2017 Outlook: His is a name you know and love, and that might not be a good thing in fantasy terms. A former perennial fantasy ace -- albeit one who was sometimes frustrating to own in Rotisserie leagues because of his modest win totals -- Hernandez's velocity has dropped, specifically the differential between his sinker and changeup, and injuries have begun to crop up, eroding his skills. After his midsummer DL stint for a calf injury, "King Felix" appeared hardly a prince, posting a 4.48 ERA, 1.38 WHIP and 17.7 percent strikeout rate in 15 second-half starts. He's a pitcher in need of adjustments to compensate for his lost velocity but as of yet hasn't made them, but it's not unthinkable that he'll be the next veteran to quickly do so (see: Verlander, Justin). Until he does, Hernandez is at best a third/fourth fantasy starter, and one with a steep downside from there.
2017 Outlook: Gray's was one of the more perplexing stat lines of 2016: He was a better pitcher at Coors - much lower WHIP, greater strikeout rate - than on the road, and his game log revealed a frustrating level of inconsistency. Considering the challenge of calling Coors his home, however, Gray's year should be termed nothing short of encouraging. He possesses an elite slider that fuels his strikeout rate, and he showed a propensity for getting first-pitch strikes that suggests he's better than his 8.3 percent walk rate indicated. Coors will always present ratio-related problems for any pitcher, including one as promising as Gray, and it'll force more individual matchups attention than for an average pitcher, but he's still an exciting enough youngster to be worth tabbing as your fourth or fifth starter.
2017 Outlook: One of six pitchers to save 40-plus games in 2016, Ramos will begin the season again the Marlins' closer, where he'll hope to reverse the strikeout decline he exhibited following an August DL stint for a fractured finger -- he struck out hitters nine percent less often after the injury compared to before it. Recapturing that ability will be key to his maintaining top-15 fantasy closer status; Ramos' control has always been shaky, leading to unusually high annual WHIPs. He still possesses a filthy slider that'll rack up the strikeouts, and 75 of those with 30-plus saves seems pretty likely, but beware mistaking him for a member of the upper tier at his position.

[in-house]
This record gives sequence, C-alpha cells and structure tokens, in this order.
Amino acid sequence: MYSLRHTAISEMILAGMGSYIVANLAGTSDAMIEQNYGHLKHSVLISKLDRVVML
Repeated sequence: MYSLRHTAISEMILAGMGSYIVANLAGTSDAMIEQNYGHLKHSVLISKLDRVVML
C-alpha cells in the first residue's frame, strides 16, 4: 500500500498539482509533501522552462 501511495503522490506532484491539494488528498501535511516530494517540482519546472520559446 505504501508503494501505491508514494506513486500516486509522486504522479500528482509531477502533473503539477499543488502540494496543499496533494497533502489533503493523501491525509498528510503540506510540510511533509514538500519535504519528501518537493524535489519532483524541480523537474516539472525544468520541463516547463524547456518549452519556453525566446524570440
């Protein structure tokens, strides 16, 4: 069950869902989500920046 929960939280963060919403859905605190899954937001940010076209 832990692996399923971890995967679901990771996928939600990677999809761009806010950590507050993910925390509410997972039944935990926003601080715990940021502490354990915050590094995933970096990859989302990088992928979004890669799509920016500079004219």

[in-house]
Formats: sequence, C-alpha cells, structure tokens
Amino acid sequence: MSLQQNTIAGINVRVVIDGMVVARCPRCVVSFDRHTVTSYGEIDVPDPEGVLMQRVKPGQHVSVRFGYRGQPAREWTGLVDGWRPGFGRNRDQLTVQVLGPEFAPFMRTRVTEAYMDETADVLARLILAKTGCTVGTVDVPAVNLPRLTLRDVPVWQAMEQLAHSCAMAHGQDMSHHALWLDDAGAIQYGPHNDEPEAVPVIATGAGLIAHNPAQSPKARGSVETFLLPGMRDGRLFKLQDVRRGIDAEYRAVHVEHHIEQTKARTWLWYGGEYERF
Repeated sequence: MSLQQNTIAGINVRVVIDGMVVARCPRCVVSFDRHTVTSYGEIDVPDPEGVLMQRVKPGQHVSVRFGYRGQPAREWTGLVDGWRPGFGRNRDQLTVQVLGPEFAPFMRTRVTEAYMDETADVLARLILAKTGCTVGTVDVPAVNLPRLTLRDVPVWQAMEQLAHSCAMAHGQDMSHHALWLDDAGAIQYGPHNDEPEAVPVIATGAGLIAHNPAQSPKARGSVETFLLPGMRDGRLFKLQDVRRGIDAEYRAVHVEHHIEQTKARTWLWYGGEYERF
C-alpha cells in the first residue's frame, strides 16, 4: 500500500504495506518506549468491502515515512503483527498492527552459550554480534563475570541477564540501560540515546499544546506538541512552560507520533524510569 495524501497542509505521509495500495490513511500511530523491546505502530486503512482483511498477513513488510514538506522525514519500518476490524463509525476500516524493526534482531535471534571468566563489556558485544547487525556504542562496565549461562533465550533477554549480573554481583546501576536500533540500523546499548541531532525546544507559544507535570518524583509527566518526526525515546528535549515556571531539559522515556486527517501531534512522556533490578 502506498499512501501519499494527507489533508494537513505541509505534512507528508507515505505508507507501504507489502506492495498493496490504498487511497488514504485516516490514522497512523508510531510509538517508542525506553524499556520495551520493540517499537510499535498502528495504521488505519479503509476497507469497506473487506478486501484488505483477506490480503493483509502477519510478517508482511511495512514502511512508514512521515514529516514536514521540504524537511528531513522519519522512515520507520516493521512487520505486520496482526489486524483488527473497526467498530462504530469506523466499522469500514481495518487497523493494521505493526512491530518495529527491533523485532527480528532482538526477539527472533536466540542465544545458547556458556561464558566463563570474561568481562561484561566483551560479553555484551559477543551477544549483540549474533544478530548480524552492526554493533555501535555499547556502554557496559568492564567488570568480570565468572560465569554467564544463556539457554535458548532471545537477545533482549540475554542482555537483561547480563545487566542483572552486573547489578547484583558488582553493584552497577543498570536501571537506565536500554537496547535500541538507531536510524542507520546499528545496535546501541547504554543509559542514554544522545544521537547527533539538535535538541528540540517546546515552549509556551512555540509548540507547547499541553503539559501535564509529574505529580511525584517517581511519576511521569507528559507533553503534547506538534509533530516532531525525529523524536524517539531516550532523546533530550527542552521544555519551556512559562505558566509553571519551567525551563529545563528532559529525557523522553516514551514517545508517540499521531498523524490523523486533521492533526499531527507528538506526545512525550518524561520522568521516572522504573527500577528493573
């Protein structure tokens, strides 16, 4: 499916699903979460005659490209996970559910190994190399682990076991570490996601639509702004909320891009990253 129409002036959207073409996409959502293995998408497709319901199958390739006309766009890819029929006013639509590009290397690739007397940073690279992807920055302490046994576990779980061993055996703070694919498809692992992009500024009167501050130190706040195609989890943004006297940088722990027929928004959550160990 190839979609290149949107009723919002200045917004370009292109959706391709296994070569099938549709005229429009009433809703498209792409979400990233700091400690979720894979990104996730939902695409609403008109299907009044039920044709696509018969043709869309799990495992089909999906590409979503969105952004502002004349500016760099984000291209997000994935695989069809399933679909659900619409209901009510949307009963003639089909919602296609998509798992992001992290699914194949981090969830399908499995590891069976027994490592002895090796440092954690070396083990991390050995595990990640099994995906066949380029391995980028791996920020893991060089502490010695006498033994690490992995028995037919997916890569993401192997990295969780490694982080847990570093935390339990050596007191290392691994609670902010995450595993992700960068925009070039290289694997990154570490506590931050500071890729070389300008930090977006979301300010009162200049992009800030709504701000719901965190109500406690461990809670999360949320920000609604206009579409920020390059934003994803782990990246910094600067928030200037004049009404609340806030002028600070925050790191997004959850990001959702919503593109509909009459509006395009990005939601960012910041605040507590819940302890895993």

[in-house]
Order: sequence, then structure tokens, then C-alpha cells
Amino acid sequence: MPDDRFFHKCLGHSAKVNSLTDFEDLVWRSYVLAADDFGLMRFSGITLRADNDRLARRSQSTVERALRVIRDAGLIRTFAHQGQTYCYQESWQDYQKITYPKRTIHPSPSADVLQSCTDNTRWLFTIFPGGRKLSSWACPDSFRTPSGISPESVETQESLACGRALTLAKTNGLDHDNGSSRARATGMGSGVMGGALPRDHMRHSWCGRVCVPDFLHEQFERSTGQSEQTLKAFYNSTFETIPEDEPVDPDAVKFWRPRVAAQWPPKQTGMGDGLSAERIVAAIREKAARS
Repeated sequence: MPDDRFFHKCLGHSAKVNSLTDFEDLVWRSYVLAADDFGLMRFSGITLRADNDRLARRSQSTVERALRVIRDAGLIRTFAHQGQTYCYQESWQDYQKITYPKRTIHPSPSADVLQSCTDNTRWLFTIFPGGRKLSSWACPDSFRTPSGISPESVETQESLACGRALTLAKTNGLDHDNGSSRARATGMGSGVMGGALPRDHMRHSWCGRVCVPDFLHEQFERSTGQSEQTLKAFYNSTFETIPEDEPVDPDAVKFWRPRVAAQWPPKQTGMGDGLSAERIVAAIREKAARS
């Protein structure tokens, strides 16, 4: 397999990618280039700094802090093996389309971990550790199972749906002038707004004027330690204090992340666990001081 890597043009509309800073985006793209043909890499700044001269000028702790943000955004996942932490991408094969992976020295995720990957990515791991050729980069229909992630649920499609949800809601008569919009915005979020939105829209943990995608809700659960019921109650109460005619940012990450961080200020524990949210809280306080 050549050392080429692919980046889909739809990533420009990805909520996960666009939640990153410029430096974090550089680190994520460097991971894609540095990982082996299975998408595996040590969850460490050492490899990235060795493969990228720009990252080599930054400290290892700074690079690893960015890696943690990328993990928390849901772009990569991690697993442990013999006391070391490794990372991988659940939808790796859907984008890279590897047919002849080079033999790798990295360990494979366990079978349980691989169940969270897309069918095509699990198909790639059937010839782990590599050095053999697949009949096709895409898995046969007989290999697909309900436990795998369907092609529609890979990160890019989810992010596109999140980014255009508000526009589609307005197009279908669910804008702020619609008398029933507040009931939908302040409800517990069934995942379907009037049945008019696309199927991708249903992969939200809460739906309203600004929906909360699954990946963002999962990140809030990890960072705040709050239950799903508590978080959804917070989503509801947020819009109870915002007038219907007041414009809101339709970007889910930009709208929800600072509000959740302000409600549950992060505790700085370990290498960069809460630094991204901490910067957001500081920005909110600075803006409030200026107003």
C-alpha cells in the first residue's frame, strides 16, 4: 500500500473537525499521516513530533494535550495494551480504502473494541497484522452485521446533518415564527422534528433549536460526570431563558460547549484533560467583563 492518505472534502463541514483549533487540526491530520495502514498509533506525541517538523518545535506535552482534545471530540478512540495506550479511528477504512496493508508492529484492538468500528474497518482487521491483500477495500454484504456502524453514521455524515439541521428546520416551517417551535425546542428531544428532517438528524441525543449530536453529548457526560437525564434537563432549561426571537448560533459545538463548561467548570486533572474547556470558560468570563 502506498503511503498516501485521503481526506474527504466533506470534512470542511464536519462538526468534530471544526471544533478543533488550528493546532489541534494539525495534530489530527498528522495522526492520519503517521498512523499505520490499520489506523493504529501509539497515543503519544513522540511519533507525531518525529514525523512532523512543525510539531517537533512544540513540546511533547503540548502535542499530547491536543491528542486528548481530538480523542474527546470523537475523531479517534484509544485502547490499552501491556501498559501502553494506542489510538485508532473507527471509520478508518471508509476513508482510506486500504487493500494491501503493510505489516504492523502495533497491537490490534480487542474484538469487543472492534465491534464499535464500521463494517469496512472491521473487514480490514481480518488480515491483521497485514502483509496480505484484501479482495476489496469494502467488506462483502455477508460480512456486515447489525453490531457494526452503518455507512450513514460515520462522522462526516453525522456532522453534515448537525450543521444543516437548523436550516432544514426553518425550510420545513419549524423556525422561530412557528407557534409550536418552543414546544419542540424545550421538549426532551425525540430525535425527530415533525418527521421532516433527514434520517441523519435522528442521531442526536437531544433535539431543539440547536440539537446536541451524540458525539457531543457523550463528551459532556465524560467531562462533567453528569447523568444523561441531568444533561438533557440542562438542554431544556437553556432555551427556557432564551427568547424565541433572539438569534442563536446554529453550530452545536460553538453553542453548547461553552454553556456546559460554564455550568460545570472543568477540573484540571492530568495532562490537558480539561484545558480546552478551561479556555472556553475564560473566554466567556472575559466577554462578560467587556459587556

2017 Outlook: Though Price's first year in Boston didn't live up to expectations, he did finish it on a positive note that offers encouragement for 2017: He had eight wins, nine quality starts, a 3.24 ERA, 1.10 WHIP in his final 14 starts. Part of the reason for his struggles might have been as the adjustment to Fenway Park, a challenging environment for a left-handed pitcher lacking a non-elite ground-ball rate, and part might have been the decline in both his four-seam fastball (down 1.1 mph, to 93.8) and sinker (down 1.2 mph, to 93.6) velocity, the latter contributing to a small decline in his strikeout rate. Price remains one of the game's more durable starters, and he wouldn't be the first player to fully adapt to his Boston surroundings in Year No. 2, making a small rebound as likely an outcome as any. He should be one of the first 10 pitchers off your board regardless of format.
2017 Outlook: Few pitchers have as wide a range of potential outcomes as Nola entering 2017. For two months at the onset of 2016, he looked like one of the game's brightest up-and-coming stars, but the wheels came completely off immediately thereafter, as he posted a 9.82 ERA in his final eight starts of the season before being shut down due to elbow issues. Nola is reportedly fine at the onset of spring training, but his health will require monitoring, and he's tough to trust until he proves himself over an entire big-league campaign. He's a control and ground-ball specialist when fully healthy, possessing top-30 starting pitcher upside that makes him well worth speculating as your fifth or sixth fantasy starter.